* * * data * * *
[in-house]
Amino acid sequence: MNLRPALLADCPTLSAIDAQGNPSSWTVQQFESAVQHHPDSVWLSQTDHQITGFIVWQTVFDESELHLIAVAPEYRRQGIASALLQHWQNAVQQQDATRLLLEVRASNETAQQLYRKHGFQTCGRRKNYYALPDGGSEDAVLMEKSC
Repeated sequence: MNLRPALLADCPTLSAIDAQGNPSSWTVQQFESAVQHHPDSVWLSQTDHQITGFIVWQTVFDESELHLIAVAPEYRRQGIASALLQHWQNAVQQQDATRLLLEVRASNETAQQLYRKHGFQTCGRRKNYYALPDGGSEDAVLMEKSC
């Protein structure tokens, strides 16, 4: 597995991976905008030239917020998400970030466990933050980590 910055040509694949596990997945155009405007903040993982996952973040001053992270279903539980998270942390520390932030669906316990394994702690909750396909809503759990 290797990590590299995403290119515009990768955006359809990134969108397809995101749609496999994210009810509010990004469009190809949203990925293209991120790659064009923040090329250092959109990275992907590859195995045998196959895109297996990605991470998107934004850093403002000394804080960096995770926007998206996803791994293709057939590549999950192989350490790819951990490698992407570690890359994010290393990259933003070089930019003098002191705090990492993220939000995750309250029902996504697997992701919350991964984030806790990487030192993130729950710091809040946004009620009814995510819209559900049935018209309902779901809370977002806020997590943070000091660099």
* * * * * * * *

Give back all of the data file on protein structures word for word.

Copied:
[in-house]
Amino acid sequence: MNLRPALLADCPTLSAIDAQGNPSSWTVQQFESAVQHHPDSVWLSQTDHQITGFIVWQTVFDESELHLIAVAPEYRRQGIASALLQHWQNAVQQQDATRLLLEVRASNETAQQLYRKHGFQTCGRRKNYYALPDGGSEDAVLMEKSC
Repeated sequence: MNLRPALLADCPTLSAIDAQGNPSSWTVQQFESAVQHHPDSVWLSQTDHQITGFIVWQTVFDESELHLIAVAPEYRRQGIASALLQHWQNAVQQQDATRLLLEVRASNETAQQLYRKHGFQTCGRRKNYYALPDGGSEDAVLMEKSC
């Protein structure tokens, strides 16, 4: 597995991976905008030239917020998400970030466990933050980590 910055040509694949596990997945155009405007903040993982996952973040001053992270279903539980998270942390520390932030669906316990394994702690909750396909809503759990 290797990590590299995403290119515009990768955006359809990134969108397809995101749609496999994210009810509010990004469009190809949203990925293209991120790659064009923040090329250092959109990275992907590859195995045998196959895109297996990605991470998107934004850093403002000394804080960096995770926007998206996803791994293709057939590549999950192989350490790819951990490698992407570690890359994010290393990259933003070089930019003098002191705090990492993220939000995750309250029902996504697997992701919350991964984030806790990487030192993130729950710091809040946004009620009814995510819209559900049935018209309902779901809370977002806020997590943070000091660099």